Spark is set to relaunch its subsidised broadband service to help bridge the digital divide in New Zealand by providing internet access to those who currently go without.
Skinny Jump will officially launch on Wednesday March 25, however due to the current situation with COVID-19, which has seen many Kiwis being asked to self-isolate at home, Spark is accelerating its rollout plans as quickly as possible.
According to 2018 census data from Statistics New Zealand, 211,000 homes around the country still don’t have access to broadband and research from Internet NZ indicates that cost is the biggest barrier to this access.
As more businesses, curriculums and essential services shift to digital, Kiwis without an internet connection cannot easily participate and contribute to society – making it difficult to do anything from homework and banking to booking doctors’ appointments and looking for work, and compounding inequality within the community.
Jolie Hodson, Spark CEO, says that as New Zealand transitions to more digital ways of living and working Skinny Jump is about ensuring no one is left behind.
“At Spark we want to help all New Zealanders win big in a digital world, but we can’t deliver on that purpose if a significant majority of Kiwis can’t afford to get online. We launched Jump in 2016 for families with school-aged children and we now have nearly 5,000 households, or close to 9,000 school kids, using the service.
“We want to increase this significantly by making the service even more affordable and extending the eligibility criteria beyond families to other New Zealanders who are also experiencing digital exclusion. Affordable broadband isn’t a silver bullet that’s going to fix the digital divide on its own – but it is an important part of the mix.”
The Skinny Jump service is available through a community partner network, which is overseen by Digital Inclusion Alliance Aotearoa (DIAA) and includes 130 contact points nationwide spanning community libraries and budgeting services, amongst others.
Skinny Jump will be available to a wider range of people who find that cost is a barrier to having a broadband connection at home – including families with school aged children, job seekers, senior citizens, refugees, new migrants, people with disabilities and people living in social housing.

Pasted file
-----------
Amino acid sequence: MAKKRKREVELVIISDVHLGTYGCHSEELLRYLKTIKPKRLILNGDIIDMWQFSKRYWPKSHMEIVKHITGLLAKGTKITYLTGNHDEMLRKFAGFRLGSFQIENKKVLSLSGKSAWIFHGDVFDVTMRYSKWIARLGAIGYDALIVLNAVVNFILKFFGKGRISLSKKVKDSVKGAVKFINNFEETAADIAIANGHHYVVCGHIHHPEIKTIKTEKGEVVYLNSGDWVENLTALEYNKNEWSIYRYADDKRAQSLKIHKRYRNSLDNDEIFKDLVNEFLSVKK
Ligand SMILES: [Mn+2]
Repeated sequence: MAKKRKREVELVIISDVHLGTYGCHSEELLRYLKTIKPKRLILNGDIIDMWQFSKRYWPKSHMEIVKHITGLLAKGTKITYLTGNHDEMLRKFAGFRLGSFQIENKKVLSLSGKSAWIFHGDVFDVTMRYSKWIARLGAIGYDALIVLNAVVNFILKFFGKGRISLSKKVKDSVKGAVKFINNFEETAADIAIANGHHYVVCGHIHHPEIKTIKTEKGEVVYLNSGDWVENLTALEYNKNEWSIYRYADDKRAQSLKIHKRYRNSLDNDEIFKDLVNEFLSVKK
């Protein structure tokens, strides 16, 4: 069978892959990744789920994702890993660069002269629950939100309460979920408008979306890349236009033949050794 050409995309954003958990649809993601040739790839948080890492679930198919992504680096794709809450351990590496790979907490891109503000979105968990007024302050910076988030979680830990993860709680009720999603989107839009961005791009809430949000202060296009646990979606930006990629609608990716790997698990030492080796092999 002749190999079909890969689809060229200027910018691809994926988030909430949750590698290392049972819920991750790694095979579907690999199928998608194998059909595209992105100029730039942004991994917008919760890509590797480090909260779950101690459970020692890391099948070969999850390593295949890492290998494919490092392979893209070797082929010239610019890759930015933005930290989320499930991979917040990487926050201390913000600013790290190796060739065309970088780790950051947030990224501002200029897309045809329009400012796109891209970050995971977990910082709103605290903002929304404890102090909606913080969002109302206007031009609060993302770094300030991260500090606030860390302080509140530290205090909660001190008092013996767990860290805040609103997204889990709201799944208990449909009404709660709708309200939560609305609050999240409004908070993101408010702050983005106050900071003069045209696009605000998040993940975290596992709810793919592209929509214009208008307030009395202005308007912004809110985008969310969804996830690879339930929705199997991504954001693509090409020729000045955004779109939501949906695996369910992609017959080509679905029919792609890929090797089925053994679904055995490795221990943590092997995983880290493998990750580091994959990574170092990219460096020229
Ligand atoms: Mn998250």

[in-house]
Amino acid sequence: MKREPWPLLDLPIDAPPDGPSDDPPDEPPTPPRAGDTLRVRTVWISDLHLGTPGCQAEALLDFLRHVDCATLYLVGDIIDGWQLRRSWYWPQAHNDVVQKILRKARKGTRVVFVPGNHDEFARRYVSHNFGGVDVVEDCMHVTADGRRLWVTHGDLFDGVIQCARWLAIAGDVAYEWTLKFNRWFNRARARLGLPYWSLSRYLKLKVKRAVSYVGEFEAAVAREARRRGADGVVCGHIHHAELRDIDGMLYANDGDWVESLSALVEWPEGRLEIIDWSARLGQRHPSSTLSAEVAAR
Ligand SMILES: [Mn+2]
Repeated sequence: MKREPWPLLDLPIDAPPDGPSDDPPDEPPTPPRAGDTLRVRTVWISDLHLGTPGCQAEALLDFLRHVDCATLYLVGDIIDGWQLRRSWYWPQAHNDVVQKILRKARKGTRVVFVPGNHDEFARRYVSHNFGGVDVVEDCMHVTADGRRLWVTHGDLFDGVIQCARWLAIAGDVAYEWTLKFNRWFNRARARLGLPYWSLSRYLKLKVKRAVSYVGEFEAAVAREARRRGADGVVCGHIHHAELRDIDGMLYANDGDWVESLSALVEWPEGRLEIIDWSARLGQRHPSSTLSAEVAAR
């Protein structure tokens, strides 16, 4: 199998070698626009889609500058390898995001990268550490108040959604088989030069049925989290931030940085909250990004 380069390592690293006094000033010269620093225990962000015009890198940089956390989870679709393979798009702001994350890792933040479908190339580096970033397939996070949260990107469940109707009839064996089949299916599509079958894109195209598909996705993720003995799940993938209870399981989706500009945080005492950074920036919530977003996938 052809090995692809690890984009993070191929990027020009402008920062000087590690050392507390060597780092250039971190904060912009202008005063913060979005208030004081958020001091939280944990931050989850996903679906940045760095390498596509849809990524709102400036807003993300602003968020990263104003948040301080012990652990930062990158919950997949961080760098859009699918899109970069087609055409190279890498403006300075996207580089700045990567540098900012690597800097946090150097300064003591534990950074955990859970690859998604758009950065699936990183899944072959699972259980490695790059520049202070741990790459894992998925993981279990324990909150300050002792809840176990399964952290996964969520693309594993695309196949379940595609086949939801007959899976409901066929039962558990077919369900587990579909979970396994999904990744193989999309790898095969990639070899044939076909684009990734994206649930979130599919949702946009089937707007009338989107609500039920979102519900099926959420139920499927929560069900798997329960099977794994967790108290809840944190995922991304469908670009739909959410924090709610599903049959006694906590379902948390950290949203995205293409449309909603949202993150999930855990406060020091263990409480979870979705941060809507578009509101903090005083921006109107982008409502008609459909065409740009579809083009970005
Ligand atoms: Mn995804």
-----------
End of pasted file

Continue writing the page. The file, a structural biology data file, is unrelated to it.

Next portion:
The service is provided for $5 for 30GB of data (with the option to renew up to five times a month) and comes with a free Wireless Broadband modem. It is entirely prepaid, so there are no long-term contracts or credit checks needed, and all it takes to get set up is registering through a partner and plugging in the modem.
Shona Te Huki from Taranaki has been on the Jump programme since 2018 and says being able to afford internet access at home has made a huge difference to her children’s education.
“Jump has been absolutely life-changing for me and my whānau. We live rurally and my kids are smart but without access to the internet at home I was worried that they would fall behind in their schoolwork. Once we got our modem, we were able to plug in and get online straight away. It’s been such a fantastic tool for my whānau that I promote it to other Kiwis, just like us, who might be struggling to afford an internet connection at home. No one should miss out on having access to the internet because of the cost.”
Sue Kini, Stepping UP Programme Manager at Digital Inclusion Alliance Aotearoa (DIAA) says she is thrilled that Skinny Jump will now be offered to more New Zealanders than ever before.
“Digital equity is a critical issue in New Zealand, but something most of us take for granted. If you can’t get online, then you’re already 10 steps behind the person who can – so it’s exciting to see Skinny Jump being offered to more groups of Kiwis who are currently missing out. We’ve witnessed first-hand the incredible difference that Jump has made to the lives of the school-aged families who’ve been on the programme and can’t wait to see the impact it will have on the lives of so many other New Zealanders.”